Teduglutide for Short Bowel Given Positive Response in EU

Emma Hitt, PhD

June 27, 2012

June 27, 2012 — A novel peptide analogue, teduglutide (Revestive, Nycomed/Takeda), is the first medical treatment recommended for approval by the European Medicines Agency (EMA) for use in adults with short bowel syndrome.

Teduglutide, a recombinant analogue of human glucagon-like peptide 2, was designated as an orphan medicine in the European Union in 2001. Teduglutide is called Gattex in the United States, and the manufacturer (NPS Pharmaceuticals Inc) submitted a new drug application to the US Food and Drug Administration in November 2011.

Clinical trials demonstrated a reduction in parenteral nutrition requirements with the use of teduglutide in patients with short bowel syndrome.

A review by the EMA's Committee for Medicinal Products for Human Use showed that about two thirds of adverse events associated with teduglutide were mild or moderate in severity and mainly related to the gastrointestinal system; about one third were considered to be severe, however, and were predominately related to hepatobiliary and pancreatic events.

"The Committee considered that the safety profile was manageable and, given the benefits of [teduglutide] in the treatment of a patient population in need of alternative therapeutic options, the Committee recommended granting a marketing authorisation," stated an EMA press release.

The marketing authorization application was submitted in March 2011. The agency's recommendation will be decided on by the European Commission.

The recommendation was based on data from the Study of Teduglutide Effectiveness in Parenteral Nutrition (PN)-Dependent Short Bowel Syndrome Subjects (STEPS) pivotal phase 3 trial. The trial included 86 patients, 43 of whom were randomly assigned to receive a subcutaneous 0.05 mg/kg/day dose of teduglutide, and 43 of whom were randomly assigned to receive placebo for up to 24 weeks.

The proportion of teduglutide-treated patients achieving a 20% to 100% reduction of parenteral nutrition at week 20 and 24 was significantly lower compared with placebo (63% vs 30%; P = .002).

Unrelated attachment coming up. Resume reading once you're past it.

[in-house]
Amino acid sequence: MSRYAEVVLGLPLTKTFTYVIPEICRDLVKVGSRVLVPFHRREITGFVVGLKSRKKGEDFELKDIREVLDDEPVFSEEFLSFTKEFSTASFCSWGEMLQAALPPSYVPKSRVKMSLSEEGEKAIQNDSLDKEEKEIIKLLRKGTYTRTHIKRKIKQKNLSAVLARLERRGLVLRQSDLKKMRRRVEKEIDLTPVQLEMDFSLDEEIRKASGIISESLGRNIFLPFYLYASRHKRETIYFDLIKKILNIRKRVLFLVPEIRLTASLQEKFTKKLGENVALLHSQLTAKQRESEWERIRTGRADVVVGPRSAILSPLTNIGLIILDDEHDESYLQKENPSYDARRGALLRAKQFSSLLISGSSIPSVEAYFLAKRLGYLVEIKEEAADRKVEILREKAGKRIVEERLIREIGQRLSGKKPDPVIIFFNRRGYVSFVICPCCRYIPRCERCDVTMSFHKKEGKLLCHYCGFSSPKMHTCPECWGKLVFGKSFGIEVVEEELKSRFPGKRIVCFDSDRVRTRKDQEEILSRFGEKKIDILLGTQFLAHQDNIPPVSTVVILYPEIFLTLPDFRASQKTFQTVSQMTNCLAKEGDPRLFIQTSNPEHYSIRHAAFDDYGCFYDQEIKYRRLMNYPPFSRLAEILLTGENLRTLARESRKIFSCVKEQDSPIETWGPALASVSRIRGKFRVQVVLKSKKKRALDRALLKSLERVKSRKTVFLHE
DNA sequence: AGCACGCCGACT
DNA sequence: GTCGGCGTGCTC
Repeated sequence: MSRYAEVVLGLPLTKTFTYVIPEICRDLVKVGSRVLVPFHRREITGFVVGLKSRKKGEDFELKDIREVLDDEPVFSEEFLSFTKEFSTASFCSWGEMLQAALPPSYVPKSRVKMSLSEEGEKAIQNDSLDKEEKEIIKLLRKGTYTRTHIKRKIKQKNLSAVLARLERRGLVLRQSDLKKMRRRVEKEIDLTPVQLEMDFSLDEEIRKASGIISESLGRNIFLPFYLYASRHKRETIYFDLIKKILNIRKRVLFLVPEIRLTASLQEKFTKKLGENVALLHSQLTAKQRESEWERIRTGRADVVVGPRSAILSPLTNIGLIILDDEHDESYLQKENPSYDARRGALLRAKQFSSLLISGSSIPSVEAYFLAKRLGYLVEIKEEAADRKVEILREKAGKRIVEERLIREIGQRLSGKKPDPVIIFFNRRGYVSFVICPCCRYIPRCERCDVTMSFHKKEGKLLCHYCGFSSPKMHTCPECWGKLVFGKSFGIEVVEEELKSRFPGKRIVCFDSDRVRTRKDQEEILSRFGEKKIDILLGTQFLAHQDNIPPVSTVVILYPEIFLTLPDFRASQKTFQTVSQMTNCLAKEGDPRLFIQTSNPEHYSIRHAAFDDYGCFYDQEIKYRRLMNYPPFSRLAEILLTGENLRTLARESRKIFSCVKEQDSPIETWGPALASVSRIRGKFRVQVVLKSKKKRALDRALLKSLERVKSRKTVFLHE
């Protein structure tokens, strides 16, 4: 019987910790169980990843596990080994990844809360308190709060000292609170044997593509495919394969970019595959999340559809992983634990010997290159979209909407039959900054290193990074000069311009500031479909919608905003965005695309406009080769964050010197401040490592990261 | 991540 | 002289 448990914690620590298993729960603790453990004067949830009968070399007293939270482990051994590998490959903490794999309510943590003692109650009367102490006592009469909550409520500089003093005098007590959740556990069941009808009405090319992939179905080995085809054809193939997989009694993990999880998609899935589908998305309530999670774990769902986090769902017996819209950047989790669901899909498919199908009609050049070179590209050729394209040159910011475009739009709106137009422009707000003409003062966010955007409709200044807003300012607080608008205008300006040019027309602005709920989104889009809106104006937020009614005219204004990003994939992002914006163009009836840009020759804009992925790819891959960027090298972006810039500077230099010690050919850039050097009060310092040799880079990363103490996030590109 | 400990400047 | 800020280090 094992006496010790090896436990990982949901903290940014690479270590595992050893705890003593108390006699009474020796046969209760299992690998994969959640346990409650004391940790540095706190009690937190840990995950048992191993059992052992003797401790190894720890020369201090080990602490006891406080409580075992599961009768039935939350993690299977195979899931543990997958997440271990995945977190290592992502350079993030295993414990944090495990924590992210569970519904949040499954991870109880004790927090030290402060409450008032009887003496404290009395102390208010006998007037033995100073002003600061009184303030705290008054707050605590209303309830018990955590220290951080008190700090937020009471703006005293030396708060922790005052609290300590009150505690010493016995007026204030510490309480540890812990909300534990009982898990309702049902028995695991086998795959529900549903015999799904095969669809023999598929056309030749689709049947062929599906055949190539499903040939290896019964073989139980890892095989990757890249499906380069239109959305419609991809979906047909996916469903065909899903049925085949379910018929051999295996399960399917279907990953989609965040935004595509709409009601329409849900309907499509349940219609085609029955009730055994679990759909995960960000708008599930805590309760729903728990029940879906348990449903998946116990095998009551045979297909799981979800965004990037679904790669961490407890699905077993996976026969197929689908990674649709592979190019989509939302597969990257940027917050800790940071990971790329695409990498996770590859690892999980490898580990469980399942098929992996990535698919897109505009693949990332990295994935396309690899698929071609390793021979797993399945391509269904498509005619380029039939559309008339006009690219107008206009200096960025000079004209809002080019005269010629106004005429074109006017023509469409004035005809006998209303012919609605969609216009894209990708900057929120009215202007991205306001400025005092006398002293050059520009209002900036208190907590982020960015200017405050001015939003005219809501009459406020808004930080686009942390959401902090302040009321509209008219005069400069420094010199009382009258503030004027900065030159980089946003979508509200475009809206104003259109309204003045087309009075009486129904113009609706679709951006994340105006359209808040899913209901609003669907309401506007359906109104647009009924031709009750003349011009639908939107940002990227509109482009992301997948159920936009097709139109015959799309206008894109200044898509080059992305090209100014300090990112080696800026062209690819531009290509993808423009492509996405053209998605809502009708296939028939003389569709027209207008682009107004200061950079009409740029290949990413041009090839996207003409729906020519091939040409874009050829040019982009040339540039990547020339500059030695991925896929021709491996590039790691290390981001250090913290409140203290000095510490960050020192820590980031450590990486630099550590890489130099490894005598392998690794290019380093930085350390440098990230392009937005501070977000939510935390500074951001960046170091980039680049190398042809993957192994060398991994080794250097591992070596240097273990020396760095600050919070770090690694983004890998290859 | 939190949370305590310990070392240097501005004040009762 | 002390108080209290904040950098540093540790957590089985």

Treatment with teduglutide resulted in a 4.4 L/week reduction in parenteral nutrition requirements vs a 2.3 L/week reduction for placebo at 24 weeks (P < .001). In addition, 21 patients (54%) treated with teduglutide achieved at least a 1-day reduction in parenteral nutrition administration vs 9 patients (23%) receiving placebo (P = .005).

Another phase 3 trial included patients who received a 0.05 mg/kg/day dose of teduglutide (n = 35), a 0.10 mg/kg/day dose (n = 32), or placebo (n = 16) for up to 24 weeks.

The primary efficacy analysis showed no significant difference between the group receiving teduglutide 0.10 mg/kg/day and the placebo group. In contrast, the proportion of patients receiving the recommended teduglutide dose of 0.05 mg/kg/day and achieving at least a 20% reduction of parenteral nutrition at weeks 20 and 24 was significantly better than with placebo (46% vs 6%; P < .005).

Treatment with teduglutide resulted in a 2.5 L/week reduction in parenteral nutrition requirements vs 0.9 L/week for placebo at 24 weeks (P = .08).

At this time, no medical treatments are available for short bowel syndrome.

"Teduglutide represents an important treatment advance that could significantly reduce or even eliminate parenteral nutrition support for patients with short bowel syndrome," said Francois Nader, MD, president and chief executive officer of NPS Pharmaceuticals, in a company press release in support of this recent recommendation.


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